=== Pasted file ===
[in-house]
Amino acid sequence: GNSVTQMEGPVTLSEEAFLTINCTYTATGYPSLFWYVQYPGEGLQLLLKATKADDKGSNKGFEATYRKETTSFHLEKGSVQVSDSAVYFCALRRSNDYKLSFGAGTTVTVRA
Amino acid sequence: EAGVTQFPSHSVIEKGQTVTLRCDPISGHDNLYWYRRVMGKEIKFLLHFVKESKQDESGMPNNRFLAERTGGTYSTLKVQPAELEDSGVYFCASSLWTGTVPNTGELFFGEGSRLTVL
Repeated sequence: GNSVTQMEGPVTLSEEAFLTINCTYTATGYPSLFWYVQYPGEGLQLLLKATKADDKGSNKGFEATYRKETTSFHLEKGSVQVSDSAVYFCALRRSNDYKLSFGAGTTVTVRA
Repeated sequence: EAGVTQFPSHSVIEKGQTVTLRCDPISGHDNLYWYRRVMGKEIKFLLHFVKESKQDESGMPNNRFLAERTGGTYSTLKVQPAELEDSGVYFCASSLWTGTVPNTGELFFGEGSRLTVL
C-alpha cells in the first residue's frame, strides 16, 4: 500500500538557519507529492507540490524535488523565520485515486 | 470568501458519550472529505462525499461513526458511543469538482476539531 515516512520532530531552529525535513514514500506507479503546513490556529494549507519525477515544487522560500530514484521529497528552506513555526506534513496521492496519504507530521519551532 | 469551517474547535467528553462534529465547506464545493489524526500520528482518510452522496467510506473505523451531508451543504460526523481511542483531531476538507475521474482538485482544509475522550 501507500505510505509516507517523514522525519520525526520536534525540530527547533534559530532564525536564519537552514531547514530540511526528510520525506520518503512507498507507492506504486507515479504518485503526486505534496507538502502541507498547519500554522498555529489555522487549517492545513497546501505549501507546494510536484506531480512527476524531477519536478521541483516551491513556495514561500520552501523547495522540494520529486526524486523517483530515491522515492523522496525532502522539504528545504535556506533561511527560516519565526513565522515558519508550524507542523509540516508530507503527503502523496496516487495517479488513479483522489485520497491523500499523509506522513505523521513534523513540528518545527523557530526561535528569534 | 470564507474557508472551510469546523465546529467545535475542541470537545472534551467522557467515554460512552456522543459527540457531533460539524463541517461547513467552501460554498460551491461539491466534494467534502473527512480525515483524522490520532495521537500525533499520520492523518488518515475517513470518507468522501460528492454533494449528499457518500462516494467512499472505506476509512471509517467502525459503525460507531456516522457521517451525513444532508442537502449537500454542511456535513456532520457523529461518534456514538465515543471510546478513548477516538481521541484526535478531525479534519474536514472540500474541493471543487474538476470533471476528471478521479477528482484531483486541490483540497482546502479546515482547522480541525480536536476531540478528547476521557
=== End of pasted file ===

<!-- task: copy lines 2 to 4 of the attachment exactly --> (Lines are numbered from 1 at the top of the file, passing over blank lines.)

Amino acid sequence: GNSVTQMEGPVTLSEEAFLTINCTYTATGYPSLFWYVQYPGEGLQLLLKATKADDKGSNKGFEATYRKETTSFHLEKGSVQVSDSAVYFCALRRSNDYKLSFGAGTTVTVRA
Amino acid sequence: EAGVTQFPSHSVIEKGQTVTLRCDPISGHDNLYWYRRVMGKEIKFLLHFVKESKQDESGMPNNRFLAERTGGTYSTLKVQPAELEDSGVYFCASSLWTGTVPNTGELFFGEGSRLTVL
Repeated sequence: GNSVTQMEGPVTLSEEAFLTINCTYTATGYPSLFWYVQYPGEGLQLLLKATKADDKGSNKGFEATYRKETTSFHLEKGSVQVSDSAVYFCALRRSNDYKLSFGAGTTVTVRA